European sports cars enjoyed high popularity in the USA from the end of the 1940s. More and more manufacturers responded to this demand with new models. Among them was Donald Healey’s small company. For the 1952 London Motor Show, the Healey 100 was created as a two-seater roadster prototype. Although the car was allowed to be tested by some journalists even before the show, the company boss didn’t agree with the front design, especially that of the radiator grille. At the Motor Show, he therefore initially placed the prototype behind a pillar in such a way that this part wasn’t visible. His team changed this position the following day. The roadster became the star of the show and Healey received many pre-orders. Under the hood was the four-cylinder engine of the Austin A90 Atlantic.
Cooperation between Healey and Austin
Leonard Lord, then chairman of British Motor Corporation (BMC), Austin’s parent company, also spotted this prototype during his tour of the show. While still at the event, he signed a cooperation agreement with Donald Healey to build this car. Overnight, they installed new ‘Austin-Healey’ logos on the show car. As the Austin-Healey 100, the sports car was to be manufactured at Austin, while Healey was to take care specifically of further development and motorsport activities. Only minimal changes were made until the start of series production a little later. The radiator grille, which Donald Healey disliked, and the position of the headlights were among them – the latter to comply with registration regulations. Since Austin had yet to complete preparations for mass production, the first dealer demonstration cars and a few early racing variants were still built at Healey. Production at Austin began in early 1953. The construction of the painted bodyshells were subcontracted to Jensen.
Topspeed led to the model name
Initially, the Austin-Healey 100 was internally called BN1 and had a 2.7-liter four-cylinder engine with 67 kW/91 hp. Since the four-speed transmission from Austin was extremely short in first gear, this was blocked in the sports car and the vehicle was delivered with three forward gears instead. An overdrive for the two highest gears lowered the revs at high speed. For the chassis, Healey used independent suspension on wishbones at the front and a rigid rear axle with leaf springs and a Panhard bar. Girling drum brakes sat behind the standard spoked rims with center locks. The designation ‘100’ was due to the topspeed of 100 mph, which had already been targeted at the project stage. Production cars were even faster than that. For example, a test vehicle at ‘The Motor’ in 1953 reached a measured topspeed of 106 mph and accelerated from a standstill to 60 mph in 11.2 seconds.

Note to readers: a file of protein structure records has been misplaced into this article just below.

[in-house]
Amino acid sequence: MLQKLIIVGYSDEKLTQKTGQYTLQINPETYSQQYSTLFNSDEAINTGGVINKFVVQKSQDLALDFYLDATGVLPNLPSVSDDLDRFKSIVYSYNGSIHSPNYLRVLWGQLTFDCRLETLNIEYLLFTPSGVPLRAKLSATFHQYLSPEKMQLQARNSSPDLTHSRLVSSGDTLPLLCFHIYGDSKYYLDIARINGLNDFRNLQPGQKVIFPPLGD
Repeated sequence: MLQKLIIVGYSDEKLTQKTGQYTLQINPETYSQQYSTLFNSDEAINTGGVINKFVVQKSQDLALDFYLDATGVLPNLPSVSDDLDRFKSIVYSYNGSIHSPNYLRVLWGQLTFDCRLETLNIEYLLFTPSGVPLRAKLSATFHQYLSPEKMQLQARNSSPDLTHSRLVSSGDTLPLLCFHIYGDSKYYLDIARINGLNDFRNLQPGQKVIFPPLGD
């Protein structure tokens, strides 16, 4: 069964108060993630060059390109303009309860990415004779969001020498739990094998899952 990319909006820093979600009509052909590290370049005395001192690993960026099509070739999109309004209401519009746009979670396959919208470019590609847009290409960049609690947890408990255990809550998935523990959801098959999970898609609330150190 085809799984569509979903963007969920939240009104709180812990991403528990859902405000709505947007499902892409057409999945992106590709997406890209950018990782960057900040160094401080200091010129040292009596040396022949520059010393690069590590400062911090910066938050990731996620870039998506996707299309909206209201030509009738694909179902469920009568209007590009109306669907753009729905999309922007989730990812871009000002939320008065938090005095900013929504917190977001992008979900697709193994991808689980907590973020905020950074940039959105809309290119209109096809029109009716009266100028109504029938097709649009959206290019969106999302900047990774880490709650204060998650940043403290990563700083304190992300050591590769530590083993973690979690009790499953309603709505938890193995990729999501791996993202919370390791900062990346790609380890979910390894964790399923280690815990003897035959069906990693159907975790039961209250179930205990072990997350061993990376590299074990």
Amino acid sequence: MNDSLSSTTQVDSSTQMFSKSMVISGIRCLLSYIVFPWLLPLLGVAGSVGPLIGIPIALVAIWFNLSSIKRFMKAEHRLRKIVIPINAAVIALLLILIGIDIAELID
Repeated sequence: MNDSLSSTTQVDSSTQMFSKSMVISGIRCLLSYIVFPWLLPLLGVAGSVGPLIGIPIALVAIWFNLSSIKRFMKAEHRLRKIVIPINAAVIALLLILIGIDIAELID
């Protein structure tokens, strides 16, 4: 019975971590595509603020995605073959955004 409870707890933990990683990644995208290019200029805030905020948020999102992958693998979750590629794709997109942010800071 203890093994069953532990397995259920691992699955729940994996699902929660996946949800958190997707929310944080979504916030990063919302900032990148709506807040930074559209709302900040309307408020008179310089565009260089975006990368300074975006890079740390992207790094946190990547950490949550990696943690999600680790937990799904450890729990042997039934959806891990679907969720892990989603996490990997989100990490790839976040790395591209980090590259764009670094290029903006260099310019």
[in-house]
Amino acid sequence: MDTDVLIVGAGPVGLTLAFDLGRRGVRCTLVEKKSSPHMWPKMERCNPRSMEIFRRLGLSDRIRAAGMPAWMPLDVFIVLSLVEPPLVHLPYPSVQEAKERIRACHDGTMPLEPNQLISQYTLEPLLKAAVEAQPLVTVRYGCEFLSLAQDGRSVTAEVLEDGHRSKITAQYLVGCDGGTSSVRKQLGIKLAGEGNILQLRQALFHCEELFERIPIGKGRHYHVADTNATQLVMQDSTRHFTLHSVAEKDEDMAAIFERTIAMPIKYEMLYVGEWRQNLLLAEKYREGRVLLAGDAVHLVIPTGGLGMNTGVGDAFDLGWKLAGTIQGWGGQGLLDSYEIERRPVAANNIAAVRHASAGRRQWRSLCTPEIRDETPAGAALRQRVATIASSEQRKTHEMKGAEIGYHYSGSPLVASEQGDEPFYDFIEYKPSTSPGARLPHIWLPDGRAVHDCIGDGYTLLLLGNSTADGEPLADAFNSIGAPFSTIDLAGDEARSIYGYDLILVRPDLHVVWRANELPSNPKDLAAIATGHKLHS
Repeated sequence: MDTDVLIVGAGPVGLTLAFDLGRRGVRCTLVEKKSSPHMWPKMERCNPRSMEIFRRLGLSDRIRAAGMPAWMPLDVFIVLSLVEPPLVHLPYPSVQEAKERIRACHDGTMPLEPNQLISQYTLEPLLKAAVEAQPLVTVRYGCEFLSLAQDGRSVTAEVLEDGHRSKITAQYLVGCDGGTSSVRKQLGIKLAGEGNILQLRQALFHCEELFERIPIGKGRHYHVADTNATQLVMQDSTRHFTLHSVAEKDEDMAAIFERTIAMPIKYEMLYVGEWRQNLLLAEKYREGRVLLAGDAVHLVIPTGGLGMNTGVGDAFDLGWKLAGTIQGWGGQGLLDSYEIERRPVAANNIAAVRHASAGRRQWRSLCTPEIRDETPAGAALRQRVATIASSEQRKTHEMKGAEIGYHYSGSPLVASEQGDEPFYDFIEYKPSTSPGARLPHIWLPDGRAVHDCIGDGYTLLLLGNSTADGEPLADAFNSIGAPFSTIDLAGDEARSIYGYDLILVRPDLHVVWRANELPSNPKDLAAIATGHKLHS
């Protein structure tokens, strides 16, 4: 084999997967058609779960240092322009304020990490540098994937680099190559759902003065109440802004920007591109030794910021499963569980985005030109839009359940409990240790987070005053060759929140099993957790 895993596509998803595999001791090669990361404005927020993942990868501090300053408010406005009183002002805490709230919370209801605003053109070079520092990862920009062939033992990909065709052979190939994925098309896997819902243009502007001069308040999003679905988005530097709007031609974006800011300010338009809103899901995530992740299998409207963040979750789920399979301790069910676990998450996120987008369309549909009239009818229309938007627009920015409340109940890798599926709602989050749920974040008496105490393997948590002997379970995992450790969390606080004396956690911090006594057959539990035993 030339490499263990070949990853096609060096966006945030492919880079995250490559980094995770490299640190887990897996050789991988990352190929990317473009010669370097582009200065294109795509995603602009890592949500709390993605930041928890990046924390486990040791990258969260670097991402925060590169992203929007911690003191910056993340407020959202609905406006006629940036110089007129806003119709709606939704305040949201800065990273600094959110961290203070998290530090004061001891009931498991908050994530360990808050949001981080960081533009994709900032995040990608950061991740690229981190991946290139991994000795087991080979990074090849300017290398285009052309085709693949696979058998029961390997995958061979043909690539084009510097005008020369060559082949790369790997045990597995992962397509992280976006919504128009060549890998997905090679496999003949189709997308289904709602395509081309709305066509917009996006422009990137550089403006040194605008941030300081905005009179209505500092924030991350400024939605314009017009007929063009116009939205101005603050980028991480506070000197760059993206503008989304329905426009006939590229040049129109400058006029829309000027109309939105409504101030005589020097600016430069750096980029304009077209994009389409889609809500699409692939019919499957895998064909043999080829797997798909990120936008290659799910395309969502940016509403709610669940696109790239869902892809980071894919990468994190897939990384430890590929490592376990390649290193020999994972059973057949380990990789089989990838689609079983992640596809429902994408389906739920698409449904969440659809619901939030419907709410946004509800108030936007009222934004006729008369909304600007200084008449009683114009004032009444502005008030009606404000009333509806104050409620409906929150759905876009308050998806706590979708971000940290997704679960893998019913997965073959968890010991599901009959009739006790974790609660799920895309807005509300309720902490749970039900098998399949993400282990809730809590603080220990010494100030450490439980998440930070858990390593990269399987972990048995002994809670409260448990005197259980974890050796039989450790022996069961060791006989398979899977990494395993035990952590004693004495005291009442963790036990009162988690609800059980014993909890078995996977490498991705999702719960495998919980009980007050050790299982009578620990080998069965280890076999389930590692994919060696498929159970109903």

100 S as a rare special model
Two and a half years after production began, numerous modifications were made and the car was internally renamed BN2. There was now a four-speed transmission with overdrive and the optional 100 M version with an 82 kW/111 hp engine. This engine was also available as a retrofit. In addition, there was the 100 S. This special model celebrated the surprising third place overall at the 1954 12 Hours of Sebring (hence the ‘S’) and was limited to 55 examples. A rarity among a total of 14,662 Austin-Healey 100s (BN1 and BN2). Five of them remained in the factory racing team, 50 were sold to private customers. Austin-Healey made no secret of the fact that the 100 S was intended for motorsport. For the first time in a production car, disk brakes were used all around. To save 91 kilograms of weight, the body including doors and hoods was made of aluminium. There were no bumpers, nor a soft top. In addition, new SU carburetors and an aluminium cylinder head were used to increase power to 98 kW/133 hp.
AH3603 is for sale at DK Engineering
At classic car dealer DK Engineering in the UK, the Austin-Healey 100 S with chassis number AH3603 is currently for sale. Although this special model was only available with right-hand drive, this example was delivered new to the USA. There, Karl Kopplin from St. Louis bought the sports car and used it in various SCCA races until 1958, when he sold it to Munro Roberts. Roberts raced the car further until the cylinder head broke. Thus damaged, the car went to the Nelson Brothers, who carefully implanted a Corvette V8 engine to the original four-speed transmission. The rebuilt car continued to race until 1963. Another decade later, Harry Nelson sold it to Alan Jones in Australia, who raced it frequently in classic races until his death in 1999. It was then restored by marque expert Steve Pike, including a retrofit to a correct 100 S powerplant.
Approved for numerous classic car racing events
AH3603 then returned to the US, competed in two vintage races, and subsequently was shown in a museum. It wasn’t until 2007 that a collector from the UK was able to purchase the 100 S and bring it back home. There, a second, smaller restoration was carried out by Denis Welch Motorsport. In the course of this work, all hidden body numbers proved to be correct. A rare S-engine was also working under the hood, but for this very reason it was removed and exchanged for a specially rebuilt racing engine. The removed engine, however, remains with the car and is also now offered by the current owner, who took over the Austin-Healey in 2014. As a buyer, you can look forward to a sports car that is a joy to drive both on the road and at racing events such as the Goodwood Revival, the Mille Miglia or the Oldtimer Grand Prix.
Images: DK Engineering